Sunday, March 08, 2009

Wishful Thinking

Two observations to share today:

1) I spent a lot of time today at a local garage getting my car worked on. A good portion of that time I was talking to a guy who was, in his own words, "just sick of all those damn politicians in DC." Commiserating with him was fun, although we approached solutions to those damned folks from very different directions. Anyhow, all the talk shows this morning were focusing on the economy. Mr. Bitter says to me "have you ever seen so many smart people look so dumb?" Indeed, it is amazing. . .it's almost as if they don't mind that the economy is totally in the tanks. Hmmm. . .

Which brings me to point #2: Apparently, round-table discussions are all the rage on the Sunday morning shows. (I haven't really watched them before, and, to be honest, I'm pretty sure I'm not going to be dying to do it again) During one of the round tables (I saw two of 'em, so long was my wait), some smug economist was saying with absolute certainty that the markets will eventually turn around. "People need to buy houses, they need to buy cars. These things will help turn the market around." Now, for the record, I'm no award-winning economist, but I can't help but think that his smugness was far from deserved.

First, to my cynicism: I don't believe that people need to buy houses. Yes, they need to have somewhere to live. But that doesn't necessarily mean purchasing, does it? And it DEFINITELY doesn't mean purchasing homes in a manner or volume such that we'll start seeing equity building up in our homes again. And THAT'S what we need out of the housing market to help the economy: equity. An awful lot of it has been destroyed in the last 30 months--a sale here and a purchase there ain't going to bring it back.

Cars are probably a similar story: There will be car purchases out there--but they don't have to be new cars. In fact, I am even thinking of making my next purchase a used car--which would be the first time that happened in a decade. And with the exception of used car salesmen, I don't think there's a lot of industrial strength out there gained from buying used cars. I could be wrong. . .anyhow, I can't help but think that I'm not alone in thinking the next "new" car in my garage will not be new at all.

But here's the real crux of this guy's idiocy: STOCKS DON'T NECESSARILY GO IN THE DIRECTION OF A COMPANY!!! Yes, companies that have a good bottom line are normally darlings of wall street. But the strength of a stock depends entirely on the company's ability to draw INVESTORS into the fold. And yes, maybe all it takes is a single good earnings report. . .or MAYBE even just some buzz.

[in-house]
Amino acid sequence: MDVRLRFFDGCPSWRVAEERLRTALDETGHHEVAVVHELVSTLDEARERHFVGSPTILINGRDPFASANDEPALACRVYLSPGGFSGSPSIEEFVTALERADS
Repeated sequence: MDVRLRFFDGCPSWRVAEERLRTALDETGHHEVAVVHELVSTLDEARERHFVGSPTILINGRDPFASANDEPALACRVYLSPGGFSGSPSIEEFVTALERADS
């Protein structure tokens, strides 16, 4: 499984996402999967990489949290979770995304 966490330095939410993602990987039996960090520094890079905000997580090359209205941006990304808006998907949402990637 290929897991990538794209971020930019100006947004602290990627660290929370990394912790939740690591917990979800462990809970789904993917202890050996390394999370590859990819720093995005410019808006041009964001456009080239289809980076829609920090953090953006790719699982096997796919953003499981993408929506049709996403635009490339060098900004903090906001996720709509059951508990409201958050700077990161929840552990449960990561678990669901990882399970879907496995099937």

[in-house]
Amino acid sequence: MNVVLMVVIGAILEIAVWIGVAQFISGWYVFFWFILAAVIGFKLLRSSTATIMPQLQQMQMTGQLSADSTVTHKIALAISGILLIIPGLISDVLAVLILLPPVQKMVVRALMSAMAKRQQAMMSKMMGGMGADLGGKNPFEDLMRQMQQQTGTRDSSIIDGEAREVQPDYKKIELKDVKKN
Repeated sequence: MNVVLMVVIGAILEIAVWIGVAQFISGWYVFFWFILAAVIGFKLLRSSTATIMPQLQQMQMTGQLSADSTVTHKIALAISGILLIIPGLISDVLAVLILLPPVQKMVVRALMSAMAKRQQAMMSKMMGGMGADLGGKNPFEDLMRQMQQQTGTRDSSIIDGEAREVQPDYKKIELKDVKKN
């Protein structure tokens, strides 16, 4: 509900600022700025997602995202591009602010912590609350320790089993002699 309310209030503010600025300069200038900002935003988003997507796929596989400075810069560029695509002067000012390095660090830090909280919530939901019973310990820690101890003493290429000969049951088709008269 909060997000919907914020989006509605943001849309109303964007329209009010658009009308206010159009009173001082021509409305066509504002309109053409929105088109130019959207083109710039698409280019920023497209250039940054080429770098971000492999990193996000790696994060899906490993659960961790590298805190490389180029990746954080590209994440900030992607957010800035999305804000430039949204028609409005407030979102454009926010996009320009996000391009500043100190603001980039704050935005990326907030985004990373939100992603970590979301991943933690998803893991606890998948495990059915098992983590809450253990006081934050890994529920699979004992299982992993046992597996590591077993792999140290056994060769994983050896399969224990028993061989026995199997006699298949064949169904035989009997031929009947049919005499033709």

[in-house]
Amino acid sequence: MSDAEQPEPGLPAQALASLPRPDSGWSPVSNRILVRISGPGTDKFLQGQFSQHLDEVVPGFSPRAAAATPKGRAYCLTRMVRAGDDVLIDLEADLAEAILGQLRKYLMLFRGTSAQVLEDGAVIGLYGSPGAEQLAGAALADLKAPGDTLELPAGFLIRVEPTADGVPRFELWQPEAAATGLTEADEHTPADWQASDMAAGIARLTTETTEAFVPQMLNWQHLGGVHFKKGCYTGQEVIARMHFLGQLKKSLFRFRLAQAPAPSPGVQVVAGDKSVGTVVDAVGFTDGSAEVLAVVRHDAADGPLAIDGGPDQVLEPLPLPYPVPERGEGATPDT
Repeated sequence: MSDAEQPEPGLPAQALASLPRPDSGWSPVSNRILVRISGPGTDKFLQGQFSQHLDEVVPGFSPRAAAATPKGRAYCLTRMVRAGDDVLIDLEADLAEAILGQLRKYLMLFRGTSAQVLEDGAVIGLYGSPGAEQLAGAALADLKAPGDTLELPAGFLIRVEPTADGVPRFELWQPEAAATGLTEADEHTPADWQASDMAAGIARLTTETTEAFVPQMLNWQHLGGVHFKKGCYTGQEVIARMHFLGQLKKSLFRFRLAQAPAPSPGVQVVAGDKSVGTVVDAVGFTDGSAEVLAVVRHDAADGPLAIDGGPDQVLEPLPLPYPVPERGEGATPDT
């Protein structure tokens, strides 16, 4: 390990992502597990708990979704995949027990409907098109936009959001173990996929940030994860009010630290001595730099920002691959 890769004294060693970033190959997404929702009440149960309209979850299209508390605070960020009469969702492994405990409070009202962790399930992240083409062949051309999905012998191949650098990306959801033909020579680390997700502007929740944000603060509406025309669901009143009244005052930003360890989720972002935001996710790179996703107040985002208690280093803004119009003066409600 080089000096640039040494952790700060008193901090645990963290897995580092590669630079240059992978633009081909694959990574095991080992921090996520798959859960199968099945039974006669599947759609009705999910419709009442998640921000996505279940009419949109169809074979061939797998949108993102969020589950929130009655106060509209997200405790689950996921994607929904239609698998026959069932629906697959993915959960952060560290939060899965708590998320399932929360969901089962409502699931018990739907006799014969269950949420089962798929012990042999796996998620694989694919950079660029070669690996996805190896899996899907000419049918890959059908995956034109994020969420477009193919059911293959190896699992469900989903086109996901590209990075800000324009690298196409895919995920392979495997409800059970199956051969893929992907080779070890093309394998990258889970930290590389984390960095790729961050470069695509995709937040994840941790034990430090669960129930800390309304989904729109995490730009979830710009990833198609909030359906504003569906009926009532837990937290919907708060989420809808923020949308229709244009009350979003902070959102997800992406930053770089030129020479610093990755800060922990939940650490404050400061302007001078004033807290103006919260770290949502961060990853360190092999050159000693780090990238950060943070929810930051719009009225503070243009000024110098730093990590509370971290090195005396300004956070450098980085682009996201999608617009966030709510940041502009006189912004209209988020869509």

But I'm thinking that with the market in its current state, buzz isn't going to get a ton of capital off the sidelines. First of all, I'm not sure how much capital is still out there waiting for the right opportunity--remember, there's been a lot of wealth destruction in the last few months. Secondly, those who do have capital are probably looking for the right LONG-TERM opportunity, and with the exception of stocks that mirror directly the cost of energy, I'm not sure there's a lot of optimism out there that anything will be a good long-term player.

And all of this discussion is assuming that the government doesn't become a majority owner of every single aspect of this economy. Because I can think of nothing that would kill investment more.

And personally, I bet the fact that nobody knows exactly when the administration is going to stop with their power grab is one of the main reasons why there aren't people trying to take advantage of the "great deals" available in the market today.

AND WHILE I'M ON IT: I can understand "bargain hunting" in real estate, where you can purchase something with a physical presence. I don't think the same thing applies to stocks, though: all you own is a piece of paper (or more accurately, a couple pixels that tell you that you have the right to own a piece of paper). Stock investing is virtual gambling, plain and simple: real money out of your pocket that may or may not be returned at all.

And I, for one, am not surprised to see that people WITH money are being a little cautious with gambling.

My guess is they probably will be cautious until they get a better read on what Team O is thinking. While they wait, we will explore the depths of a "capitalism is still alive" market.

Let's hope the message sent from DC isn't a "this isn't the capitalism I thought we knew". Such a move would make us long for the 6,600 point market of yesteryear.



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